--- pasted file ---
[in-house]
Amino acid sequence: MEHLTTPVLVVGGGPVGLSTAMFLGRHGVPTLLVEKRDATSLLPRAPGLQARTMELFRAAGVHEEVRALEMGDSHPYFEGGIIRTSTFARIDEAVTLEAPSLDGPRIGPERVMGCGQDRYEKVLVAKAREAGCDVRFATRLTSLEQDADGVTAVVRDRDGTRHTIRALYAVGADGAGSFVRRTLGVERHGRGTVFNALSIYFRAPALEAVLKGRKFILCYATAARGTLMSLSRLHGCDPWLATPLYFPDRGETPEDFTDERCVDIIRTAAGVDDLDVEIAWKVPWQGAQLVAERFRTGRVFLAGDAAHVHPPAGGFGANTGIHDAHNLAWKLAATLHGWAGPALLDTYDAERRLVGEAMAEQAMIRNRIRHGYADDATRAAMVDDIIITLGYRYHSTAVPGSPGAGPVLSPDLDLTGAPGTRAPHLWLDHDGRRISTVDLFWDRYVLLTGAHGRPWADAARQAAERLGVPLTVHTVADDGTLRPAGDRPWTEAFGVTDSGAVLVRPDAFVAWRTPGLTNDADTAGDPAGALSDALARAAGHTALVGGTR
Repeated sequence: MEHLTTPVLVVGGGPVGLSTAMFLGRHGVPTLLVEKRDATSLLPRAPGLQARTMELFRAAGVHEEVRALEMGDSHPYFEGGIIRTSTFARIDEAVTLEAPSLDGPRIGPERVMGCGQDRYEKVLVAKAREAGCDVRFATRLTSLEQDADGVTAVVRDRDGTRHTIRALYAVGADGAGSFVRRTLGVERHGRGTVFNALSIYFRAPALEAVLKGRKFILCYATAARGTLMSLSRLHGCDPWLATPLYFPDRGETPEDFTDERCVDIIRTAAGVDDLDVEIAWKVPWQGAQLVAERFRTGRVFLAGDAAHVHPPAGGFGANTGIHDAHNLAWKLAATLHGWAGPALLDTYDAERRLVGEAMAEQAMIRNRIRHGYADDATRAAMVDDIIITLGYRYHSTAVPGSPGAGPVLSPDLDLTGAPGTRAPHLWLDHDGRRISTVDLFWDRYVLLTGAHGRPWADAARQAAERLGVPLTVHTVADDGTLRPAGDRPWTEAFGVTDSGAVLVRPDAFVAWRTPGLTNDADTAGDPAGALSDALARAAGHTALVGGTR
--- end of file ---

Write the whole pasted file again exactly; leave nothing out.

[in-house]
Amino acid sequence: MEHLTTPVLVVGGGPVGLSTAMFLGRHGVPTLLVEKRDATSLLPRAPGLQARTMELFRAAGVHEEVRALEMGDSHPYFEGGIIRTSTFARIDEAVTLEAPSLDGPRIGPERVMGCGQDRYEKVLVAKAREAGCDVRFATRLTSLEQDADGVTAVVRDRDGTRHTIRALYAVGADGAGSFVRRTLGVERHGRGTVFNALSIYFRAPALEAVLKGRKFILCYATAARGTLMSLSRLHGCDPWLATPLYFPDRGETPEDFTDERCVDIIRTAAGVDDLDVEIAWKVPWQGAQLVAERFRTGRVFLAGDAAHVHPPAGGFGANTGIHDAHNLAWKLAATLHGWAGPALLDTYDAERRLVGEAMAEQAMIRNRIRHGYADDATRAAMVDDIIITLGYRYHSTAVPGSPGAGPVLSPDLDLTGAPGTRAPHLWLDHDGRRISTVDLFWDRYVLLTGAHGRPWADAARQAAERLGVPLTVHTVADDGTLRPAGDRPWTEAFGVTDSGAVLVRPDAFVAWRTPGLTNDADTAGDPAGALSDALARAAGHTALVGGTR
Repeated sequence: MEHLTTPVLVVGGGPVGLSTAMFLGRHGVPTLLVEKRDATSLLPRAPGLQARTMELFRAAGVHEEVRALEMGDSHPYFEGGIIRTSTFARIDEAVTLEAPSLDGPRIGPERVMGCGQDRYEKVLVAKAREAGCDVRFATRLTSLEQDADGVTAVVRDRDGTRHTIRALYAVGADGAGSFVRRTLGVERHGRGTVFNALSIYFRAPALEAVLKGRKFILCYATAARGTLMSLSRLHGCDPWLATPLYFPDRGETPEDFTDERCVDIIRTAAGVDDLDVEIAWKVPWQGAQLVAERFRTGRVFLAGDAAHVHPPAGGFGANTGIHDAHNLAWKLAATLHGWAGPALLDTYDAERRLVGEAMAEQAMIRNRIRHGYADDATRAAMVDDIIITLGYRYHSTAVPGSPGAGPVLSPDLDLTGAPGTRAPHLWLDHDGRRISTVDLFWDRYVLLTGAHGRPWADAARQAAERLGVPLTVHTVADDGTLRPAGDRPWTEAFGVTDSGAVLVRPDAFVAWRTPGLTNDADTAGDPAGALSDALARAAGHTALVGGTR